Data-Driven Predictive Modeling
Matthew Byrne, Joshua Woods, Pete Dahl, Thomas Marks, Benjamin Jorns
Current computational models of many electric propulsion (EP) devices are hampered by insufficient understanding of the underlying physics. Most prominently, current models are unable to capture the well-known problem of enhanced anomalous transport of electrons across magnetic field lines in Hall thrusters. Recent work suggests that kinetic effects are likely to play a large role in cross-field electron transport. However, fully-kinetic models are computationally expensive, so there is an incentive to make use of comparably inexpensive fluid models, despite their inherently reduced fidelity. If sufficiently-predictive fluid models for electric propulsion devices were available, they would enable rapid design iteration and reduce the cost of developing and qualifying EP systems by decreasing the number of expensive, long-duration ground tests. They would enable institutions to experiment with novel electric propulsion concepts with increased confidence in their on-orbit performance. If ground-to-flight performance changes became reliably predictable, even to a first order, thruster lifetime, thrust, and efficiency could be better optimized for in-space performance, enabling new mission architectures. There is thus a clear need to develop predictive fluid models of electric propulsion systems.
One promising approach is to make use of the vast amounts of available data, both from ground testing and on-orbit operation, to work backwards and infer some of the critical parameters of interest. This is known as a data-driven approach, and it allows one to circumvent some of the restrictions of the fluid approach by folding many of the inaccessible kinetic effects into a data-driven closure term. Despite being of lower fidelity than a full kinetic simulation, it nevertheless has the potential to increase the accuracy capability of fluid simulations to the point that they may be called predictive. Data-driven models make use of empirical data to develop expressions for unknown parameters. They have been employed in turbulence modeling 3,4 and partial differential equation solutions, to name just a few, and they have already been promisingly applied to Hall thrusters. This research proposes to build upon the methodology and develop a robust toolkit for predicting electric propulsion performance for a wide variety of devices in an array of operation conditions and scenarios.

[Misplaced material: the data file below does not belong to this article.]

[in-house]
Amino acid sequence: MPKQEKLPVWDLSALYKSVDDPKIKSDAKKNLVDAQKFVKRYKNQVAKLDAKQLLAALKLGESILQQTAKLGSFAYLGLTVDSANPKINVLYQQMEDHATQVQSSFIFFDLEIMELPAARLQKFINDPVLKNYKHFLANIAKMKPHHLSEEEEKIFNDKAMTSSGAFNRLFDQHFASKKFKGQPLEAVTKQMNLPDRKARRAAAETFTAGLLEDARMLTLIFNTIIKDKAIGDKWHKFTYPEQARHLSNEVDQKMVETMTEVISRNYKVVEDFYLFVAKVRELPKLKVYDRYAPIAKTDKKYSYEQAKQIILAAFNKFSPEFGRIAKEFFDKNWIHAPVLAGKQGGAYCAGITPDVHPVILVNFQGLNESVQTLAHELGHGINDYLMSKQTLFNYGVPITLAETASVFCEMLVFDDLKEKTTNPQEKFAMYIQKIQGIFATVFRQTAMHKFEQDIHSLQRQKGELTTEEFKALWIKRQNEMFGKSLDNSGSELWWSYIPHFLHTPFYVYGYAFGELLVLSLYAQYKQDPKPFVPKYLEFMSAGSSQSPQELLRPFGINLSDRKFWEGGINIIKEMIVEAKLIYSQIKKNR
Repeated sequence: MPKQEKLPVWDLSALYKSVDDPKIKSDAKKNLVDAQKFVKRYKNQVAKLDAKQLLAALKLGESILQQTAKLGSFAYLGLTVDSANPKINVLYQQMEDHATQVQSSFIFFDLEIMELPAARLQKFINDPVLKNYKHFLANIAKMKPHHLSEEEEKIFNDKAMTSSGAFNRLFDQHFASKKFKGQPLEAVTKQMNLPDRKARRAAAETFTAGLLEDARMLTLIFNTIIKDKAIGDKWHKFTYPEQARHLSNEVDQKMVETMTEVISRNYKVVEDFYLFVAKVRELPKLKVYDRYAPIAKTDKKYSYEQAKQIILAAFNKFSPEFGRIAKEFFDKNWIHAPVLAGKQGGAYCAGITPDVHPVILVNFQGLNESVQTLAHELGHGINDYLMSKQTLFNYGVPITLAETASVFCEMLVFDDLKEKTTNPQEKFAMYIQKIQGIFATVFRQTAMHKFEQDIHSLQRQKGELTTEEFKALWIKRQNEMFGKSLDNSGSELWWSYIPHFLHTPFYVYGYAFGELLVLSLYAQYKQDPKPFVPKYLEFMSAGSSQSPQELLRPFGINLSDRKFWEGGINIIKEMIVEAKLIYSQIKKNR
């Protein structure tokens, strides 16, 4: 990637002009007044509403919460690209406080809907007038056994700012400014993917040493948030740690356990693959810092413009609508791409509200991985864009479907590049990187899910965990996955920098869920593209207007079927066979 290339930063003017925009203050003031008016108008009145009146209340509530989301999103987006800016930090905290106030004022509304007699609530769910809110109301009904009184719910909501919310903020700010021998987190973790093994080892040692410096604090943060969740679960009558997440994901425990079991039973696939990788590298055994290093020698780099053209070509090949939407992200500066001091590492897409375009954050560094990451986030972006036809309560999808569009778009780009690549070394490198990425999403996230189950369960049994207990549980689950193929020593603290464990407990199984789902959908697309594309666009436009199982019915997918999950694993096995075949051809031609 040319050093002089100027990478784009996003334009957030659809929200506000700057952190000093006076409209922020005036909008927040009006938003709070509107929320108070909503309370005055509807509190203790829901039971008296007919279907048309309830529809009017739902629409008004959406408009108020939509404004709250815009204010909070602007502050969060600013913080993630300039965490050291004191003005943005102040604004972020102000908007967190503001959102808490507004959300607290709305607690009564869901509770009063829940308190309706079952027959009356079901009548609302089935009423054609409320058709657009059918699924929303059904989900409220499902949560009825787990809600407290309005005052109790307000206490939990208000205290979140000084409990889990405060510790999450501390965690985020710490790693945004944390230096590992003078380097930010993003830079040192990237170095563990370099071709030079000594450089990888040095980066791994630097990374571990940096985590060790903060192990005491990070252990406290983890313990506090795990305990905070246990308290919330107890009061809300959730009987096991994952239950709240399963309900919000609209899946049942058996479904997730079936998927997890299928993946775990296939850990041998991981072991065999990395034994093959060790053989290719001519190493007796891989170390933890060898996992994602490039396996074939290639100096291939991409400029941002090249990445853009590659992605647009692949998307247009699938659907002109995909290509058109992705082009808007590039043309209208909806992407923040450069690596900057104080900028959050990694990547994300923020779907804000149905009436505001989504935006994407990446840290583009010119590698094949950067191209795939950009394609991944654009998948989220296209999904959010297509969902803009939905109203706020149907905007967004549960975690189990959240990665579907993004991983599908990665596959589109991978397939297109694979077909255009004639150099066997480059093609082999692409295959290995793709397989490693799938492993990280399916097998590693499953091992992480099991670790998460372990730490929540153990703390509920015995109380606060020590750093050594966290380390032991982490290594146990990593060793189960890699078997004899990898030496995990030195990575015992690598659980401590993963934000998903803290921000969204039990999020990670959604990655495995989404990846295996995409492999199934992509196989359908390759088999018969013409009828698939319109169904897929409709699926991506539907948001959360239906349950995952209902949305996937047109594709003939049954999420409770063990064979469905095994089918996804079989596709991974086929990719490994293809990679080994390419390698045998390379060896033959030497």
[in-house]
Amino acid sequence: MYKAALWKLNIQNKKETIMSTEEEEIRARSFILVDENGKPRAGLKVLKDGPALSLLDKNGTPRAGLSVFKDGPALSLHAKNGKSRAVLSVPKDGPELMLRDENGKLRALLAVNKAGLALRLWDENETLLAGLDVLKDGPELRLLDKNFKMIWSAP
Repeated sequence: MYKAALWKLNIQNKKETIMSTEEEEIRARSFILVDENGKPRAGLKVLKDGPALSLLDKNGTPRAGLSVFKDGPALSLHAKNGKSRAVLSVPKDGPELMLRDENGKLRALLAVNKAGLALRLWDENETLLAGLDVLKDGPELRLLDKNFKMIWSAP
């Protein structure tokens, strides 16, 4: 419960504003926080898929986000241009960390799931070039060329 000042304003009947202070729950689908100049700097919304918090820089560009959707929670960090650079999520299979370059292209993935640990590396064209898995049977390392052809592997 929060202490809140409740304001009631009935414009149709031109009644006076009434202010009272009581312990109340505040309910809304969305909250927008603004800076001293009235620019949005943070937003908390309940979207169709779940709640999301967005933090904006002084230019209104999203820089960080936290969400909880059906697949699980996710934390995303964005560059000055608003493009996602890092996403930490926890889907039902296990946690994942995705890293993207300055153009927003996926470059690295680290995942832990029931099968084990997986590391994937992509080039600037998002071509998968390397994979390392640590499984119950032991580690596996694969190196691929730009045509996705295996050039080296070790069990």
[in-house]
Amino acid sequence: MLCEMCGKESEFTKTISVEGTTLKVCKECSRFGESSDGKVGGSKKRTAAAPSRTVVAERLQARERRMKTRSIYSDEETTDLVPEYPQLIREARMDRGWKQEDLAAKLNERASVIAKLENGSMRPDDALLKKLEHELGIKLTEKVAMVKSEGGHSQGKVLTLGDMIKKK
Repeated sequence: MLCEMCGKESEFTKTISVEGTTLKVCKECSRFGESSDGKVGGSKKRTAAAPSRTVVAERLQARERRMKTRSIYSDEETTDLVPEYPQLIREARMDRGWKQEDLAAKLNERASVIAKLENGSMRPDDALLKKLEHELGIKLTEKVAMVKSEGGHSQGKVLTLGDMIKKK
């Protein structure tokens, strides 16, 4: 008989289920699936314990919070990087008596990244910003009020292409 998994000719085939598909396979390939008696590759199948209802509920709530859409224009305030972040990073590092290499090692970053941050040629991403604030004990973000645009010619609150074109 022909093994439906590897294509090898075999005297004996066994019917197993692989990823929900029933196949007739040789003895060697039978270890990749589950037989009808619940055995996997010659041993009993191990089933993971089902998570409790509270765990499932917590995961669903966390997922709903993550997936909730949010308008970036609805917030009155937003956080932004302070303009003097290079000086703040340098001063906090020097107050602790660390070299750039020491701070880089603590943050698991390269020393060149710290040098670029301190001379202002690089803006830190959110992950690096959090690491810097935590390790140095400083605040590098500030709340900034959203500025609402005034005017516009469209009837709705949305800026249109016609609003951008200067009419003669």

Predictive, data-driven model for the anomalous electron collision frequency in a Hall effect thruster
Data-Driven Scaling Laws for Electrospray Plume Divergence from a Capillary Tube
Dahl, P.N., Kimber, A.M., and Jorns, B.
Two Equation Closure Model for Plasma Turbulence in a Hall Effect Thruster
Data-driven Models for the Effects of Background Pressure on the Operation of Hall Thrusters
Byrne, M.P., and Jorns, B.A.
Data-Driven Approach to Modeling and Development of a 30 kW Field-reversed Configuration Thruster
Woods, J.M., Sercel, C.L., Gill, T.M., Viges, E., and Jorns, B.A.
Future Directions for Electric Propulsion Research
Dale, Ethan; Jorns, Benjamin; Gallimore, Alec
A Predictive Hall Thruster Model Enabled by Data-Driven Closure
Benjamin A. Jorns, Thomas A. Marks and Ethan T. Dale
Hall2De Simulations of a Magnetic Nozzle
Thomas A. Marks , Ioannis G. Mikellides , Alejandro Lopez Ortega and Benjamin Jorns
Model for the dependence of cathode voltage in a Hall thruster on facility pressure
Benjamin Jorns and Matthew Byrne
Robust Design of Electrospray Emitters
Alex A. Gorodetsky, Collin B. Whittaker, Audelia Szulman and Benjamin Jorns
Self-consistent implementation of a zero-equation transport model into a predictive model for a Hall effect thruster
Thomas A. Marks, Alejandro Lopez Ortega, Ioannis G. Mikellides, and Benjamin A. Jorns
Quantifying Uncertainty in Predictions of Spacecraft Erosion Induced by a Hall Thruster
Mackenzie E. Meyer, Matthew P. Byrne, Iain D. Boyd, and Benjamin A. Jorns
Model Inference from Electrospray Thruster Array Tests
Collin B. Whittaker, Alex A. Gorodetsky and Benjamin A. Jorns